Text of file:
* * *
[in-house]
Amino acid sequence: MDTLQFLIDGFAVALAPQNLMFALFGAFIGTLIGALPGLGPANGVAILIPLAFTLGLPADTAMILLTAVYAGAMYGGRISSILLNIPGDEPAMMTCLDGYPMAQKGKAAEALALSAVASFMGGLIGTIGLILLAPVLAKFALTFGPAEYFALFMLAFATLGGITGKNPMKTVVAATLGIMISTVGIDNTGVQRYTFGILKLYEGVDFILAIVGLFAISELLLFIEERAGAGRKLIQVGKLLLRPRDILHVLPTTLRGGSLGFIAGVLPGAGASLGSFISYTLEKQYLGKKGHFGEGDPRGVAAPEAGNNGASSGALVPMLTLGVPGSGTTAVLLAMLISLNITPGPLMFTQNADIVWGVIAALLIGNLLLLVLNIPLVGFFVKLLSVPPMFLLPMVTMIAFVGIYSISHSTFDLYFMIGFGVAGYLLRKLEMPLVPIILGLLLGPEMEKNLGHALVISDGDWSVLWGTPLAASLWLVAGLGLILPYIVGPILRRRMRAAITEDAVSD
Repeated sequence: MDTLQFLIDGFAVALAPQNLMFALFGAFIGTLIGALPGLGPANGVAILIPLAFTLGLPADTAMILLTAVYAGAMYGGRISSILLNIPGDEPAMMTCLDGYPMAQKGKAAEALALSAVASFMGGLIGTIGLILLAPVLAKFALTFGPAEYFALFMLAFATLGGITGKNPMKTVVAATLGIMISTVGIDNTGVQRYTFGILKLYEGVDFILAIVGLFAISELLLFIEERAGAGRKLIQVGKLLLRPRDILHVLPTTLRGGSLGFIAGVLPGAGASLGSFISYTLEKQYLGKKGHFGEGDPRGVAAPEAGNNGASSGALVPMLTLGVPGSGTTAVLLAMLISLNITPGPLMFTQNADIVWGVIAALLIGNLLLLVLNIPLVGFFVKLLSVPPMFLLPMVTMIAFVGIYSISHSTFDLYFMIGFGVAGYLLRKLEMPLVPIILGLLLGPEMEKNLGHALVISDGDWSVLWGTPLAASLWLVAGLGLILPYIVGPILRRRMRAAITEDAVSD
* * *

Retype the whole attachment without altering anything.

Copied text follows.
[in-house]
Amino acid sequence: MDTLQFLIDGFAVALAPQNLMFALFGAFIGTLIGALPGLGPANGVAILIPLAFTLGLPADTAMILLTAVYAGAMYGGRISSILLNIPGDEPAMMTCLDGYPMAQKGKAAEALALSAVASFMGGLIGTIGLILLAPVLAKFALTFGPAEYFALFMLAFATLGGITGKNPMKTVVAATLGIMISTVGIDNTGVQRYTFGILKLYEGVDFILAIVGLFAISELLLFIEERAGAGRKLIQVGKLLLRPRDILHVLPTTLRGGSLGFIAGVLPGAGASLGSFISYTLEKQYLGKKGHFGEGDPRGVAAPEAGNNGASSGALVPMLTLGVPGSGTTAVLLAMLISLNITPGPLMFTQNADIVWGVIAALLIGNLLLLVLNIPLVGFFVKLLSVPPMFLLPMVTMIAFVGIYSISHSTFDLYFMIGFGVAGYLLRKLEMPLVPIILGLLLGPEMEKNLGHALVISDGDWSVLWGTPLAASLWLVAGLGLILPYIVGPILRRRMRAAITEDAVSD
Repeated sequence: MDTLQFLIDGFAVALAPQNLMFALFGAFIGTLIGALPGLGPANGVAILIPLAFTLGLPADTAMILLTAVYAGAMYGGRISSILLNIPGDEPAMMTCLDGYPMAQKGKAAEALALSAVASFMGGLIGTIGLILLAPVLAKFALTFGPAEYFALFMLAFATLGGITGKNPMKTVVAATLGIMISTVGIDNTGVQRYTFGILKLYEGVDFILAIVGLFAISELLLFIEERAGAGRKLIQVGKLLLRPRDILHVLPTTLRGGSLGFIAGVLPGAGASLGSFISYTLEKQYLGKKGHFGEGDPRGVAAPEAGNNGASSGALVPMLTLGVPGSGTTAVLLAMLISLNITPGPLMFTQNADIVWGVIAALLIGNLLLLVLNIPLVGFFVKLLSVPPMFLLPMVTMIAFVGIYSISHSTFDLYFMIGFGVAGYLLRKLEMPLVPIILGLLLGPEMEKNLGHALVISDGDWSVLWGTPLAASLWLVAGLGLILPYIVGPILRRRMRAAITEDAVSD